Decisions from a Distance: Auckland Council Headquarters, 90 Kilometers Away from Aotea. Photo / NZME

This Is Why We’re Fed Up

EDITORIAL: As Aucklanders reluctantly accepted Mayor Wayne Brown’s minimal budget increase option last month, council staff seemed perplexed. Why wouldn’t residents want them to spend more? The reason is starkly clear: ratepayers in tough times see their hard-earned money wasted on projects that don’t serve their needs.

Exposed brilliantly by Tony Storey in the Barrier Bulletin, a campaign of pine tree poisoning in Kaitoke is the council’s latest folly. Here’s the reality: Auckland Council, under the guise of ‘environmental management’, is squandering ‘Jobs for Nature’ funds to teach our young people how to kill trees with Metsulfuron.

Jobs? Yes. For nature? 🤔.

This is what we’re reduced to. Instead of empowering our rangatahi with valuable, transferable skills, like building, which could support crucial initiatives like papakāinga amid a housing crisis, we see our council opt for short-term ecological zealotry in the form of kids drilling poison into pine trees.

The trees themselves? Couldn’t they be harnessed for timber or converted into firewood to warm whānau through the winter? Well no, in a grueling two-page missive, the council proudly proclaimed these trees would simply wither and die in situ—that’s apparently best for the environment. Let’s not even entertain the absurdity that these supposedly greedy non-natives might actually be great at gobbling up the copious amounts of excess water saturating Kaitoke valley, which, only months ago, the council itself flagged as a hazardous flood plain.

Waves, Woods, and Wonders: Discover Aotea, Great Barrier Island

Amid their relentless parade of PR stunts like preaching about compostable coffee cups, let’s remember what councils are really for: building roads, picking up rubbish, and treating water.

What then, is our reality on Aotea? Our council flat-out refuses to build roads and the ones we have are stuffed; Medlands Creek is so polluted it’s absolutely minging; and, topping off their hat trick of failures, they’ve now vowed to stop picking up rubbish with their fanciful Zero Waste 2040 initiative. At this rate, the council is not just failing—they’re making an art form out of it. It seems their only success is failure.

Waves, Woods, and Wonders: Discover Aotea, Great Barrier Island

This week, we heard that Patrick O’Shea, a breath of fresh air, has resigned from his deputy chair role of the local board. O’Shea was known for asking the hard questions, the kind every ratepayer wants answered, much to the chagrin of the council ideologues who bristled at their policies being scrutinized. No wonder he quit.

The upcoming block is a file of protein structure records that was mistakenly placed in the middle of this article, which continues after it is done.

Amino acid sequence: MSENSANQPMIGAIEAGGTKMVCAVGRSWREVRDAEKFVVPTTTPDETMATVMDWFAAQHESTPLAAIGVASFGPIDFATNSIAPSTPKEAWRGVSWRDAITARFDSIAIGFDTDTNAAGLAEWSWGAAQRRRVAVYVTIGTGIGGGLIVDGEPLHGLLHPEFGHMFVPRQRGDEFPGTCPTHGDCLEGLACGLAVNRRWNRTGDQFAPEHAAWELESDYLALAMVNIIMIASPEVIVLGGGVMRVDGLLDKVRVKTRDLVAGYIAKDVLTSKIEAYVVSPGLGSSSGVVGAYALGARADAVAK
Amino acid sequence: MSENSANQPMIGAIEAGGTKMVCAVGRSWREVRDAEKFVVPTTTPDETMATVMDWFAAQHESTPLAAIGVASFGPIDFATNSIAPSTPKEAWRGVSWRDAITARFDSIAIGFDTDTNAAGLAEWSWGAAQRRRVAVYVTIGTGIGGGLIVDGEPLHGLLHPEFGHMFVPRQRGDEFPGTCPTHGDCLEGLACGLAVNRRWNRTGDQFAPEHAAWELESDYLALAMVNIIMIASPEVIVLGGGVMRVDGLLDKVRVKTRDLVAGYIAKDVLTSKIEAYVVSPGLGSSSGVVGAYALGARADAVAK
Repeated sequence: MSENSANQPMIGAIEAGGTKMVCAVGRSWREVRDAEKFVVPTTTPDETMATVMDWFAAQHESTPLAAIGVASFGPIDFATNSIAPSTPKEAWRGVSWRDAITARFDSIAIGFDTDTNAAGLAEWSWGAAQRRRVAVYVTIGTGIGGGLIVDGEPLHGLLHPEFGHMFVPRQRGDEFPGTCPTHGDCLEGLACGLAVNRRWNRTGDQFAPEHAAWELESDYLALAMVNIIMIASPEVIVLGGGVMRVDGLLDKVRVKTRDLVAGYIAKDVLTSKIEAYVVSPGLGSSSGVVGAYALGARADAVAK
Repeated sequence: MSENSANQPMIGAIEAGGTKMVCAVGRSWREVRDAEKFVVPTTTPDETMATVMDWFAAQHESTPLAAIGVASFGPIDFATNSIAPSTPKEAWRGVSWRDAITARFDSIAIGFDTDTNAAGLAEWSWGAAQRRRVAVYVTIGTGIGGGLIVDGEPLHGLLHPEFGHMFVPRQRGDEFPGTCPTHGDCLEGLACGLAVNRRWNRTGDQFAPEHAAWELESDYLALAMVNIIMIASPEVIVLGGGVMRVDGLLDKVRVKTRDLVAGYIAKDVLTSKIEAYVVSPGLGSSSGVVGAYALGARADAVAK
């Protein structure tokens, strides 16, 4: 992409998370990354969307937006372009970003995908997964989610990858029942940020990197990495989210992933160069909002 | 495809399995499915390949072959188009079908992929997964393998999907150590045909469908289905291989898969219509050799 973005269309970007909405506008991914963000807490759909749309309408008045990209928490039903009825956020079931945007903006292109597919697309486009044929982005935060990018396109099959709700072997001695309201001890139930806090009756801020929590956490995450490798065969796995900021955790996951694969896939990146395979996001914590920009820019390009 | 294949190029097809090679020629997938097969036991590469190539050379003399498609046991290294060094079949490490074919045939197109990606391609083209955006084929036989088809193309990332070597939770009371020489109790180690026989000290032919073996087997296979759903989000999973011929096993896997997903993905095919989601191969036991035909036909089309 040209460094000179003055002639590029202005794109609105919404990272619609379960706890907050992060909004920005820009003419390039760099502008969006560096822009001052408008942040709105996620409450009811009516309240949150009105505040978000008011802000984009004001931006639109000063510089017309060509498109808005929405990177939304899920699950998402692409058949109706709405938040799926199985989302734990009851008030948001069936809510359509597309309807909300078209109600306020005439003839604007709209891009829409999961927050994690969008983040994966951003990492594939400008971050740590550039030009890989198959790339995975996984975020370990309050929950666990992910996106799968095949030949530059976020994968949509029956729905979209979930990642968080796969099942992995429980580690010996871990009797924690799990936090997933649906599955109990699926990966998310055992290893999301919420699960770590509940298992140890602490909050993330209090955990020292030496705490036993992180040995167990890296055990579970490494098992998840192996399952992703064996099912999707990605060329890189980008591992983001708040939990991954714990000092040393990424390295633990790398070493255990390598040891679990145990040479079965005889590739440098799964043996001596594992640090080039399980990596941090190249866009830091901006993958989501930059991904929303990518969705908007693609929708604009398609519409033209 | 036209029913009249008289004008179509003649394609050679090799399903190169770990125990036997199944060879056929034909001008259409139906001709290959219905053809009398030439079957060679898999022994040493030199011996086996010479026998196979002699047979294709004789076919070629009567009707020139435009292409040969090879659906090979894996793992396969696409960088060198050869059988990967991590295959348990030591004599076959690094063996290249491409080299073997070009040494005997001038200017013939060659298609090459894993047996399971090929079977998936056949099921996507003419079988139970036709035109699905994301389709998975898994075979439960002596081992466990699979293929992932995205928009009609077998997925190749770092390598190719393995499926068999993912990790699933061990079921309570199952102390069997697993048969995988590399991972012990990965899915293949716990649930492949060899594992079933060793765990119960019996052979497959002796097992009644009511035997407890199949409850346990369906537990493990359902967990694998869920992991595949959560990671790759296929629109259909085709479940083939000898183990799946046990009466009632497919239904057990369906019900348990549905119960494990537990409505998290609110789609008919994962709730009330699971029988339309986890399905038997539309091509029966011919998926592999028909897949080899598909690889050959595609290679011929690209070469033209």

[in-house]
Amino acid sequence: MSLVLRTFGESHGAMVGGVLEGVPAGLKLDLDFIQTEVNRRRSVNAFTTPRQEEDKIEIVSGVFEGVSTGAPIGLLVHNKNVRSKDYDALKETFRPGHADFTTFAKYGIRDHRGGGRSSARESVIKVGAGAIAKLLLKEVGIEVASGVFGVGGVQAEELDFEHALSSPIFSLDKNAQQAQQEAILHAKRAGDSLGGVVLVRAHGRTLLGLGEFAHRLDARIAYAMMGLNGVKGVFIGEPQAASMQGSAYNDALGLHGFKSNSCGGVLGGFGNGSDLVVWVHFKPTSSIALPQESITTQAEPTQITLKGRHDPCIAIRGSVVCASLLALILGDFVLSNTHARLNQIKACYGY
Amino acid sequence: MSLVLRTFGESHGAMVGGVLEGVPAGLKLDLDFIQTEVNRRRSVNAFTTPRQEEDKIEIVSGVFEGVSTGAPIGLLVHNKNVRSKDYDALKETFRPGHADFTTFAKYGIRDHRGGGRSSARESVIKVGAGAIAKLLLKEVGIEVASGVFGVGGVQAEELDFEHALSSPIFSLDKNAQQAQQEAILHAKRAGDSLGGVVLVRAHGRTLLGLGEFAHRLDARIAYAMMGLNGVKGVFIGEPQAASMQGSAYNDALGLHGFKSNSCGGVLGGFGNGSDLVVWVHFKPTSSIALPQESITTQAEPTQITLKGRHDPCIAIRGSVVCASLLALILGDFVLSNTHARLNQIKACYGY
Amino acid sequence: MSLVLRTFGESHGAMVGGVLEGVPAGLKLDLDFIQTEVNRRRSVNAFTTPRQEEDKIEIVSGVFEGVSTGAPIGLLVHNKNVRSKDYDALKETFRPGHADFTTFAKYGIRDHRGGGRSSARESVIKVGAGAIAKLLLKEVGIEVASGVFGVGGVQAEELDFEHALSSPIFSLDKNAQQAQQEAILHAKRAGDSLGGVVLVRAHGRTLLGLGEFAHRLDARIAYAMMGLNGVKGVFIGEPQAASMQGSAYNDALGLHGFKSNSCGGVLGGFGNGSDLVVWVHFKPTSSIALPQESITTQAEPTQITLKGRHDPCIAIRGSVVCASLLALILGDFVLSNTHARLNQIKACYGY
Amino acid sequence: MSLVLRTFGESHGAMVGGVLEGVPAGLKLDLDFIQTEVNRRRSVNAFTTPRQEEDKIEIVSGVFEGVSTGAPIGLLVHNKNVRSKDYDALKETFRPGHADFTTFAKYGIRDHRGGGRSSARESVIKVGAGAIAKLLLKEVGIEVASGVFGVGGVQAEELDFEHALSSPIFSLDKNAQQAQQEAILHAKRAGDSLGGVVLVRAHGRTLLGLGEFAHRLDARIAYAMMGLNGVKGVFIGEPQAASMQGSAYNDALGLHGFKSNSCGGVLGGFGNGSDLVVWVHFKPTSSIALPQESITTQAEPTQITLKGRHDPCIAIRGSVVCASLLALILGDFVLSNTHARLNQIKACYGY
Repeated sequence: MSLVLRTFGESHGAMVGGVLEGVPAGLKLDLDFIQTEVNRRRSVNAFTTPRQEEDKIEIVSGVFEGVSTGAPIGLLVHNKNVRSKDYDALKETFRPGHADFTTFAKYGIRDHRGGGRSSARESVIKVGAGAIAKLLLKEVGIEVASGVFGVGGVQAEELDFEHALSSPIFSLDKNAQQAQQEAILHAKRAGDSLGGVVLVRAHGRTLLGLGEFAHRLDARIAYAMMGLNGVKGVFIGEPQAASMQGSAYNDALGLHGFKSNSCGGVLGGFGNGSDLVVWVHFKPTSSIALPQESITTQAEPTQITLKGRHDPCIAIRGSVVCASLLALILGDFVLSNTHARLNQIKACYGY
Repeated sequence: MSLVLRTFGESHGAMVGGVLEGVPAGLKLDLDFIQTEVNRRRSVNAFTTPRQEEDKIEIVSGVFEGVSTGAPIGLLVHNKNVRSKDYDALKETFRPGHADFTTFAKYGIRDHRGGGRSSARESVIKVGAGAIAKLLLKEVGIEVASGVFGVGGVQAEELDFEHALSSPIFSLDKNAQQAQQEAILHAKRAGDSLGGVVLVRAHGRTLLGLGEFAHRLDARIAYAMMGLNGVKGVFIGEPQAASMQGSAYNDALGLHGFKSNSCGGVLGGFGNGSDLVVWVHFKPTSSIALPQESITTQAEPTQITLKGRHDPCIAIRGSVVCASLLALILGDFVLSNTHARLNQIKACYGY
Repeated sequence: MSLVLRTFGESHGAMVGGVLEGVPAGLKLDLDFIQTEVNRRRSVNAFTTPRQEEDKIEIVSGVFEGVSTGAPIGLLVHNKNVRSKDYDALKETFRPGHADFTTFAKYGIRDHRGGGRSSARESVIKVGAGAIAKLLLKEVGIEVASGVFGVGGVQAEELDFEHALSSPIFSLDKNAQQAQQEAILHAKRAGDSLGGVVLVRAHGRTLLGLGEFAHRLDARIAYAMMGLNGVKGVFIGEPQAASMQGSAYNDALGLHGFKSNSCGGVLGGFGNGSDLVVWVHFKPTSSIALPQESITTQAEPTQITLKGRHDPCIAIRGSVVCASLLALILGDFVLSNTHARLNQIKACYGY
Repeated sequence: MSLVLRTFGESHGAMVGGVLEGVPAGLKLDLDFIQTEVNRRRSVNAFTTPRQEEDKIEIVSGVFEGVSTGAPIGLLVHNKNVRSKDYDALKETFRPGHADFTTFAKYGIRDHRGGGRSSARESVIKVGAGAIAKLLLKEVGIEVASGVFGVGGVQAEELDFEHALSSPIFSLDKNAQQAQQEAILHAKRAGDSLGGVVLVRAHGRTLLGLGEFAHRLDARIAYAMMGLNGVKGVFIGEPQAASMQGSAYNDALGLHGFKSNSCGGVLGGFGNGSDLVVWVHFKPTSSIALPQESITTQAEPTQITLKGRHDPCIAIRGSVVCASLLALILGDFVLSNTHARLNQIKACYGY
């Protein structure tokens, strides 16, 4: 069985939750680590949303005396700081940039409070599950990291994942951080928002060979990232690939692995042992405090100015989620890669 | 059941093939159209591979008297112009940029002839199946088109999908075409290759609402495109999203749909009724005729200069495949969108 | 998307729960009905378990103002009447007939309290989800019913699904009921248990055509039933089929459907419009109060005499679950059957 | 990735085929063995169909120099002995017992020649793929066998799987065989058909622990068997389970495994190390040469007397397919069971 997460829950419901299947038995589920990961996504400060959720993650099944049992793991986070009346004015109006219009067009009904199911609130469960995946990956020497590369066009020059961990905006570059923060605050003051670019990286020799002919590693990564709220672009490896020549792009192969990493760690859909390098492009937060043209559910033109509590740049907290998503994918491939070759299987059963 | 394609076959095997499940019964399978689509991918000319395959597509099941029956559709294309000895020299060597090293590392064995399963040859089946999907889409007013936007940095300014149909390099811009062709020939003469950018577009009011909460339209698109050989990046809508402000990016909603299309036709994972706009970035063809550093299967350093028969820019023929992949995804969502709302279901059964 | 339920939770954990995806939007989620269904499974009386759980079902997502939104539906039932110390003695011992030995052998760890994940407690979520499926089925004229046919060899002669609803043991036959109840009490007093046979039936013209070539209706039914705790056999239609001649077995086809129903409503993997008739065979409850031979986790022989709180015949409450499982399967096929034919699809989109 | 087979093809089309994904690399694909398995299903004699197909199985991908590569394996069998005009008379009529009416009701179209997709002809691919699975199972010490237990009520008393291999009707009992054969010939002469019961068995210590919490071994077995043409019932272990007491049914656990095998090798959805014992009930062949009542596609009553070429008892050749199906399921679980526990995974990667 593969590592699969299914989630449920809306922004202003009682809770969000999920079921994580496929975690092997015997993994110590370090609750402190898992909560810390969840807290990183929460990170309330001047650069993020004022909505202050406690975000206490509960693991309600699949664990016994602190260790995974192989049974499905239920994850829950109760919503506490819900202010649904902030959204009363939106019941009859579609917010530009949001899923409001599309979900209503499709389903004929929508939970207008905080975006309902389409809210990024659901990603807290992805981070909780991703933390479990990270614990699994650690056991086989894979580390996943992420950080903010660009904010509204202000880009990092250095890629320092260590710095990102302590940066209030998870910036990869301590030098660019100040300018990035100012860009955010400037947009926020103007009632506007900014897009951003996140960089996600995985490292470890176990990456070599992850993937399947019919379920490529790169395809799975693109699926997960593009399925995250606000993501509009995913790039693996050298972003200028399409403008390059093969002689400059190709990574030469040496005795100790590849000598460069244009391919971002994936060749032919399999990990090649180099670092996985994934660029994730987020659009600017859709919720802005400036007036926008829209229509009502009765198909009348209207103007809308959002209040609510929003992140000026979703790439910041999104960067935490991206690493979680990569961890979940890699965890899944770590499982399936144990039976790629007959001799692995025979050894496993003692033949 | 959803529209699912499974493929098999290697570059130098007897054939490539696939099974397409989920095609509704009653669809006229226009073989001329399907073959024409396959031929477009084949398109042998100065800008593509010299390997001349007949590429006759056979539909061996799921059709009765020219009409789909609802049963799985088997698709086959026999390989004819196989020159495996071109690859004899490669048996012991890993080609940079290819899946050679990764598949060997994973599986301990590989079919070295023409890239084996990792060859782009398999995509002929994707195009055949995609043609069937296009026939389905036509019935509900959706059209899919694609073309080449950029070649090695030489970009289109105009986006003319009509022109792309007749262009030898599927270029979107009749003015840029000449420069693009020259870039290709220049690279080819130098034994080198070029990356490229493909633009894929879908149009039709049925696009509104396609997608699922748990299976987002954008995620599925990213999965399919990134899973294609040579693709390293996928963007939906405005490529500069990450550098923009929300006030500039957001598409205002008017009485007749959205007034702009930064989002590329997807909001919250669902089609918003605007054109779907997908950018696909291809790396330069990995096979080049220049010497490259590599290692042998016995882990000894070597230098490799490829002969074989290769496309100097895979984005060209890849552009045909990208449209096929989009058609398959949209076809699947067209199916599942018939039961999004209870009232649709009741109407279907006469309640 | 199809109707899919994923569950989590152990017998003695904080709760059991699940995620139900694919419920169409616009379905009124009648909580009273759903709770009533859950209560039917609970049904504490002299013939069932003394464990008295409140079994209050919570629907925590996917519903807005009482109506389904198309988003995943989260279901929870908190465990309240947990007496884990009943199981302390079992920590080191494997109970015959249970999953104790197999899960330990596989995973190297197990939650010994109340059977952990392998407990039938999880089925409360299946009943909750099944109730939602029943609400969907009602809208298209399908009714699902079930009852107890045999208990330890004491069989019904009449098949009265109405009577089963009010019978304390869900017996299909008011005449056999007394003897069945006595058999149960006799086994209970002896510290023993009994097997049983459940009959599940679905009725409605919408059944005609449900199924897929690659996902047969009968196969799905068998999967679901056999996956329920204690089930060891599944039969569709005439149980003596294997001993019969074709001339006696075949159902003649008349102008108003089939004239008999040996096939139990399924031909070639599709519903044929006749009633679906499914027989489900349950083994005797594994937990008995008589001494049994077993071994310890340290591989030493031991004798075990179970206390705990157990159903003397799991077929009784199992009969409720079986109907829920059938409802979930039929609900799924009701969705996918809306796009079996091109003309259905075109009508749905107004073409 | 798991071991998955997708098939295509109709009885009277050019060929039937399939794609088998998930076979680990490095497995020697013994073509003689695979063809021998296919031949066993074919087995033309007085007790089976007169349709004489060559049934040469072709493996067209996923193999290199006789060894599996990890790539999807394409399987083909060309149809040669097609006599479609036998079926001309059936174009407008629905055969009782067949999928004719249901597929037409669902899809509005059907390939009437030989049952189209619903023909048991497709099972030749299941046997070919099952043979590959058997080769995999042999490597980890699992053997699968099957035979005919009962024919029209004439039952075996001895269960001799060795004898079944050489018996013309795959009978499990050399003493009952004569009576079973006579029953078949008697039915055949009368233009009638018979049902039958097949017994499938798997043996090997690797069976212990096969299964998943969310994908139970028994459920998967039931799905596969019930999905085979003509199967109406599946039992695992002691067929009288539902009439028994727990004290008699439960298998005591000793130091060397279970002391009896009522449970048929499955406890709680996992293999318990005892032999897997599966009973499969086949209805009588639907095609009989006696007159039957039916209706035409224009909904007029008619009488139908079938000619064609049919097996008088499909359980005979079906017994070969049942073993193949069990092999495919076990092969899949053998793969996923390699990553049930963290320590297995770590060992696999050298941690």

This is getting worse before it gets better folks.

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What about for mana whenua? Maybe Auckland Council is making headway there?

This week, historian and esteemed Māori academic Kelly Klink took to Facebook to vehemently criticize a new, historically inaccurate and frankly tacky-looking sign erected at Oruawharo / Medlands. Intended to recount the history of the bay, the sign instead became a spectacle of embarrassment. “More money wasted on fictional history,” she jibed. Clearly, the council’s knack for failure spans all domains, missing the mark spectacularly even in areas where they purport to lead.

Perhaps the ultimate irony of our council’s actions is their heavy-handed inconsistency: last night it was revealed they helped orchestrate a $100,000 fine for someone cutting down a single pine, on the mainland. This, at the very same time, they’re actively endorsing the poisoning of them on Aotea.

The bottom line couldn’t be clearer: as valuable initiatives like Pete Blackwell’s community solar project at Tryphena languish without funding, the council squanders money on absurd pet projects. Our growing frustration is a direct result of this fiscal farce. And that is why we’re fed up.


There is 1 comment

  1. Auckland Council have proven that they are incompetent – meaning =inept, unskilful, inexpert, unprofessional, lacking ability, blundering , not good enough and having much to be desired.

    They waste while people and private enterprise scrimp and save!

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